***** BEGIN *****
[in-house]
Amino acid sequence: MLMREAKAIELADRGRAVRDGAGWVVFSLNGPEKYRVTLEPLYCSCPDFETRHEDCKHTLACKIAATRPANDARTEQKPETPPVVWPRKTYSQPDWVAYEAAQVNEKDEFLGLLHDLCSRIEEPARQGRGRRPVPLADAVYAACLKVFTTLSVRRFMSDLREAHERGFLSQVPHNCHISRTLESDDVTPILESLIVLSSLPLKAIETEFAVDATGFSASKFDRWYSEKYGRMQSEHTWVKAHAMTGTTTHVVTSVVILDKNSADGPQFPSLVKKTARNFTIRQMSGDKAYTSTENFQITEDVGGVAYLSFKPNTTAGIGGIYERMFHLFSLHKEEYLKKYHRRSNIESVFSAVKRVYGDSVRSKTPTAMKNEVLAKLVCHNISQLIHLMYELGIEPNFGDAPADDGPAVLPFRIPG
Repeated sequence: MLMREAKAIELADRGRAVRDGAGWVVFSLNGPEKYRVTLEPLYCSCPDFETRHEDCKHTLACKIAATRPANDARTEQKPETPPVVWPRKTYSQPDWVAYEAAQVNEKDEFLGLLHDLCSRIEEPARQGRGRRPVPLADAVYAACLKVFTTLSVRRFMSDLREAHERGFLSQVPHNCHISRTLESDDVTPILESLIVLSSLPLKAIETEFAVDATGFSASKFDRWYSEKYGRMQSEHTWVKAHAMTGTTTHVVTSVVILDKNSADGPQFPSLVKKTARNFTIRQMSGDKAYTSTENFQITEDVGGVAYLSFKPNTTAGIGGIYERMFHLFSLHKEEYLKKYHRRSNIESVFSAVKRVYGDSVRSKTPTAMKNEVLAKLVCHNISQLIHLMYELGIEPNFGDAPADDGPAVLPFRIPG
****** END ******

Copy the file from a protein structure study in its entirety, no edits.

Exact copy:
[in-house]
Amino acid sequence: MLMREAKAIELADRGRAVRDGAGWVVFSLNGPEKYRVTLEPLYCSCPDFETRHEDCKHTLACKIAATRPANDARTEQKPETPPVVWPRKTYSQPDWVAYEAAQVNEKDEFLGLLHDLCSRIEEPARQGRGRRPVPLADAVYAACLKVFTTLSVRRFMSDLREAHERGFLSQVPHNCHISRTLESDDVTPILESLIVLSSLPLKAIETEFAVDATGFSASKFDRWYSEKYGRMQSEHTWVKAHAMTGTTTHVVTSVVILDKNSADGPQFPSLVKKTARNFTIRQMSGDKAYTSTENFQITEDVGGVAYLSFKPNTTAGIGGIYERMFHLFSLHKEEYLKKYHRRSNIESVFSAVKRVYGDSVRSKTPTAMKNEVLAKLVCHNISQLIHLMYELGIEPNFGDAPADDGPAVLPFRIPG
Repeated sequence: MLMREAKAIELADRGRAVRDGAGWVVFSLNGPEKYRVTLEPLYCSCPDFETRHEDCKHTLACKIAATRPANDARTEQKPETPPVVWPRKTYSQPDWVAYEAAQVNEKDEFLGLLHDLCSRIEEPARQGRGRRPVPLADAVYAACLKVFTTLSVRRFMSDLREAHERGFLSQVPHNCHISRTLESDDVTPILESLIVLSSLPLKAIETEFAVDATGFSASKFDRWYSEKYGRMQSEHTWVKAHAMTGTTTHVVTSVVILDKNSADGPQFPSLVKKTARNFTIRQMSGDKAYTSTENFQITEDVGGVAYLSFKPNTTAGIGGIYERMFHLFSLHKEEYLKKYHRRSNIESVFSAVKRVYGDSVRSKTPTAMKNEVLAKLVCHNISQLIHLMYELGIEPNFGDAPADDGPAVLPFRIPG